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VOICES FROM THE FIELDTHE IRC BLOG
A health center on the edge of the Sahara
April 17, 2012
By Sophia Jones-Mwangi
Ashta Mohamed and son Hadja enter the IRC mobile clinic in Kinimanga, in drought-stricken western Chad.
The International Rescue Committee is scaling up health and nutrition programs in Chad and dispatching emergency experts to Mali as millions of people in these countries and across the drought-ravaged Sahel region face a growing humanitarian disaster. IRC media and information manager Sophia Jones-Mwangi is in Chad's western region of Bahr el Gazal, posting updates on our response there.
SALAL, Chad, April 14, 2012 —The four-hour trip from Moussoro to the Salal Health Center, on the edge of the Sahara Desert, is not for the fainthearted. Maneuvering off-road through deep sand with temperatures reaching 50 degrees Celsius (122 degrees Fahrenheit), our driver Mahamat demonstrated the expertise of a man used to negotiating this formidable terrain. I couldn’t tell the difference between the desert and the “road,” which would have taken us to Libya some 1,000 kilometers away.
|Fatima Rosi with her sons Bukunu and Ali (sleeping). She is worried that she will lose all her cattle to the drought.|
Moms were chatting to one another, babies lying in their arms snoozing, toddlers running around amusing themselves. Most of the moms were there to collect supplementary food (a sweet paste made from corn and soya beans) from the World Food Program, which had started a weekly distribution schedule six months earlier.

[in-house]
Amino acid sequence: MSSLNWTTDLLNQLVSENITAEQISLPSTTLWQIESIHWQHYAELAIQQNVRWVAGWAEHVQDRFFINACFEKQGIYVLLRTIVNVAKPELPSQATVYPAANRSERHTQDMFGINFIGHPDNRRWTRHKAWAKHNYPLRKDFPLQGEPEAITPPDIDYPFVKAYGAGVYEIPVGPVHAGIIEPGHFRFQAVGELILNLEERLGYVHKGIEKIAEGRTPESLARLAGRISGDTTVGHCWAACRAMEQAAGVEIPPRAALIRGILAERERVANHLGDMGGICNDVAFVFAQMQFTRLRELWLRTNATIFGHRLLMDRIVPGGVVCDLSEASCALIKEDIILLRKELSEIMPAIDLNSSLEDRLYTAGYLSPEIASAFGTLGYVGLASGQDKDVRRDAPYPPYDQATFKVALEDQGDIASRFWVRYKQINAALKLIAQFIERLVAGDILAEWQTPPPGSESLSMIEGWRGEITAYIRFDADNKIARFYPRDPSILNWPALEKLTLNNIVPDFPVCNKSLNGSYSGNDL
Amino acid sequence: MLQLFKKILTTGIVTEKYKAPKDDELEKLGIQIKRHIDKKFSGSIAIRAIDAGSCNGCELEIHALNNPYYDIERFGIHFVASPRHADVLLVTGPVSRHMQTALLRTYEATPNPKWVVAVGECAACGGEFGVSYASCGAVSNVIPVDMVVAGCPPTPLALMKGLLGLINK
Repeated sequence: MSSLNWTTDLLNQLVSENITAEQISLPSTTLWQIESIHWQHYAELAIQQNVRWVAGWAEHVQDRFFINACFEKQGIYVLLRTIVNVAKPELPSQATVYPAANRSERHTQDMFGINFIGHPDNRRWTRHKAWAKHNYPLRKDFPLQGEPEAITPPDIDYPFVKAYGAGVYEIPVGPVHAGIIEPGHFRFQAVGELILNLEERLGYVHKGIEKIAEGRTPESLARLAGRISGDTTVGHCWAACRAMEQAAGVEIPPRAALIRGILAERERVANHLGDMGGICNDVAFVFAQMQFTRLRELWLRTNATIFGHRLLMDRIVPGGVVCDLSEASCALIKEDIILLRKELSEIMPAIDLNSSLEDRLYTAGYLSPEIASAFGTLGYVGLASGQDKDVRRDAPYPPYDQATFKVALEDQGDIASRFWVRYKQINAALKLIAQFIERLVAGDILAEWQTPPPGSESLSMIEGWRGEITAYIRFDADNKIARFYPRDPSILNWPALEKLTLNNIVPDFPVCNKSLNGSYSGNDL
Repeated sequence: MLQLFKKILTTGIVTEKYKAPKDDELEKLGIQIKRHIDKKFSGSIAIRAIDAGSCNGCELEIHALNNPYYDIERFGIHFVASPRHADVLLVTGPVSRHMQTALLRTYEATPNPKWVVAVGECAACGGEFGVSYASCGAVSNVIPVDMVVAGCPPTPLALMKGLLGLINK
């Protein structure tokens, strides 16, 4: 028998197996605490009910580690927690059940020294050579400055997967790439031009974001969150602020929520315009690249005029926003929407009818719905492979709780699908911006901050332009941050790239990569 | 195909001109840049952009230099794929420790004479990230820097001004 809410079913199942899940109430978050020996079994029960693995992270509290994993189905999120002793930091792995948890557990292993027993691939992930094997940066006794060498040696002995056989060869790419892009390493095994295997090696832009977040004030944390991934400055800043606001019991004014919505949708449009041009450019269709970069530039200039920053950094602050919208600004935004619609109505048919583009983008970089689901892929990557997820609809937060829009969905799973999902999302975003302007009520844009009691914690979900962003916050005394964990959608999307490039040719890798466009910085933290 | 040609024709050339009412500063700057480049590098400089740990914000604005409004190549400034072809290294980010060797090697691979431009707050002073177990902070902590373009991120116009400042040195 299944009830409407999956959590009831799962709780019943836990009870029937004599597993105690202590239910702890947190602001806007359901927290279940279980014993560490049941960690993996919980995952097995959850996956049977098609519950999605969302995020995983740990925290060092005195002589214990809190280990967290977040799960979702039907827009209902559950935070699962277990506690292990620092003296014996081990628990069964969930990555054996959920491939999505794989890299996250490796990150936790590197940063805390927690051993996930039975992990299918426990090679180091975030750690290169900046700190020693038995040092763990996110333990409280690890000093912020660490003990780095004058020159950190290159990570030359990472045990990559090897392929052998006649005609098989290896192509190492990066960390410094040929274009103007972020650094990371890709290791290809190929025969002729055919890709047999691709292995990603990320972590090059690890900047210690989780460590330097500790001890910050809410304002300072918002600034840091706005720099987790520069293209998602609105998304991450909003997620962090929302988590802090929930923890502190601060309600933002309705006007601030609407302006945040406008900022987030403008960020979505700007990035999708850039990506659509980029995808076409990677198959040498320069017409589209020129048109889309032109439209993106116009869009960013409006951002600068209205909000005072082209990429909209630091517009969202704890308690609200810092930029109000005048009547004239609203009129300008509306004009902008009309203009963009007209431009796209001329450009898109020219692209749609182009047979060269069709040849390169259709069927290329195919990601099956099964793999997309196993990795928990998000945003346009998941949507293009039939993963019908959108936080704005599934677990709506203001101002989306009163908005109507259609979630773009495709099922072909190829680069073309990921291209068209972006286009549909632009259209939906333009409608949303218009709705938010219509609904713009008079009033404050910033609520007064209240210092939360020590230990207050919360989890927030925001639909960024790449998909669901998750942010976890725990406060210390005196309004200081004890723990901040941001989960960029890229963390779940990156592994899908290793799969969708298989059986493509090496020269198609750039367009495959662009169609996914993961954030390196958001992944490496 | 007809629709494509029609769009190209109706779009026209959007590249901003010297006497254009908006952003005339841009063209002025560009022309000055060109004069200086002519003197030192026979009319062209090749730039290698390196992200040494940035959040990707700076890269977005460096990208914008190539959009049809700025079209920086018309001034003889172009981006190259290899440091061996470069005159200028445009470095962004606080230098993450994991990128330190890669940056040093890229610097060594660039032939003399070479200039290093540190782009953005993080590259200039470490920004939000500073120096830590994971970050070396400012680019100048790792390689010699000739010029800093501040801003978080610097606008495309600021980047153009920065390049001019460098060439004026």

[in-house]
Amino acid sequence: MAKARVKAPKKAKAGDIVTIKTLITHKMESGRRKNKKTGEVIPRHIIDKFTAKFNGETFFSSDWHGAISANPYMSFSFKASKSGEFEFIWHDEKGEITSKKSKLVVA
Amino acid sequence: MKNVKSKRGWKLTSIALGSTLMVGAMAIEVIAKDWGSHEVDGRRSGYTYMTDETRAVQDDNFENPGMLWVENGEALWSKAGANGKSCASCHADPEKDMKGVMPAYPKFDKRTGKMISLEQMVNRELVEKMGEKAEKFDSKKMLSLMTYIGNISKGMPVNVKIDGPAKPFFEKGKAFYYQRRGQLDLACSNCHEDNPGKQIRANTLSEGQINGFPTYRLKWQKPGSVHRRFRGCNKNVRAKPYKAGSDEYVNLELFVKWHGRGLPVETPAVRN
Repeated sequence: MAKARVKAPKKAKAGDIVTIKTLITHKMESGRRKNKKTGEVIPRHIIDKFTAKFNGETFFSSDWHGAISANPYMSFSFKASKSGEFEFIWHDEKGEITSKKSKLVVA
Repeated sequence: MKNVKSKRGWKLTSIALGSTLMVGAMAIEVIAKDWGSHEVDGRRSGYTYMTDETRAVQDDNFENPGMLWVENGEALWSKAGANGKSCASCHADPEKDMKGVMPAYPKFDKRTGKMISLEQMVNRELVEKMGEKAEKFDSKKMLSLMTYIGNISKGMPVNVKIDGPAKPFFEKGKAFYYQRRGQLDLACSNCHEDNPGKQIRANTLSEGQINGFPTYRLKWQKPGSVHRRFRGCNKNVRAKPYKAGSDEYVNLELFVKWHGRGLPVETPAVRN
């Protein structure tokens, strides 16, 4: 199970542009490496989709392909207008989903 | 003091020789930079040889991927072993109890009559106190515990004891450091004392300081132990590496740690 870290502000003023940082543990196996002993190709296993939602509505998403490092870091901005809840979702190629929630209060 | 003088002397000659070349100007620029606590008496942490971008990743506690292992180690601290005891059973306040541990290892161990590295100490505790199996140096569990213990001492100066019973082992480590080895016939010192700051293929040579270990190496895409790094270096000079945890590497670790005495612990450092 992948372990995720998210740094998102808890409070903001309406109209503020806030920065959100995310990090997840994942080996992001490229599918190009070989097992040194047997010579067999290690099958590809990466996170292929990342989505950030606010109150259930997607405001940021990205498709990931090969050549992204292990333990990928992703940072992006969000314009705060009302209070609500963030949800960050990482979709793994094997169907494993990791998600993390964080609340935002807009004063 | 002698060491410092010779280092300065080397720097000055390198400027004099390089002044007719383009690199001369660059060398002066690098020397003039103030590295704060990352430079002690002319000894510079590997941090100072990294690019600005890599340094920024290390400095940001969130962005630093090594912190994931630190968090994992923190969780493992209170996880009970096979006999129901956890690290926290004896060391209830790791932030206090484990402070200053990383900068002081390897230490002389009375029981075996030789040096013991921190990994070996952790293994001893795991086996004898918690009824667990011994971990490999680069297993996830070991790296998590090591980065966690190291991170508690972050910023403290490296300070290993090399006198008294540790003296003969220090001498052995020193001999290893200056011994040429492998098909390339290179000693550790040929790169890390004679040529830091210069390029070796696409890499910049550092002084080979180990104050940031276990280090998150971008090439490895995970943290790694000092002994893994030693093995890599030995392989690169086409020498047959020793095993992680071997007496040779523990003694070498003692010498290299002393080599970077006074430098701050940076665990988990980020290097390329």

Fatima Rosi, age 25, is from Salal and was at the center to see an IRC health worker. Her sons, two-year-old Ali and three-year-old Bukunu, both had coughs. I asked her how the drought was affecting her family.
“The drought is a very big problem,” she told me. “We take care of our cattle. But now we don’t have food to feed them and there is no vet in this area to help us if any of them get sick. So when they do, they just die.” Fatima is worried about losing so many of their camels. “Three of our camels have already died in the last two months,” she said. “Now we have fifteen. I’m hoping that an organization will come and help us to take care of them, otherwise it will be a disaster.”
One camel is worth approximately $800 and extremely valuable to a household. “In the past, we would sell a camel, and with the money from that, get food which was imported from Libya,” Fatima explained. “Now, because of the problems there, we are only surviving on the milk from our camels. No one has money, so there is no market to sell our camels either. We tried to plant some vegetables here but they have not survived.”
Chatting among the mothers was a jovial Mibiro Hamid. She works at the center as a birth attendant. “I encourage pregnant mothers to come here to give birth,” she said. “Firstly, so they can avoid complications during or after delivery, such as bleeding. Women can die from this. When they come here to deliver they can have drugs, because it’s important for women to have medicine if it’s needed. Finally, here we are able to take care of the newborn baby. At home, it is easy for the child to get sick, but at least here they have a chance to be cared for.”
|Mibiro Hamid is a birth attendant at the Salal Health Center. She says that the arrival of the IRC has helped her community.|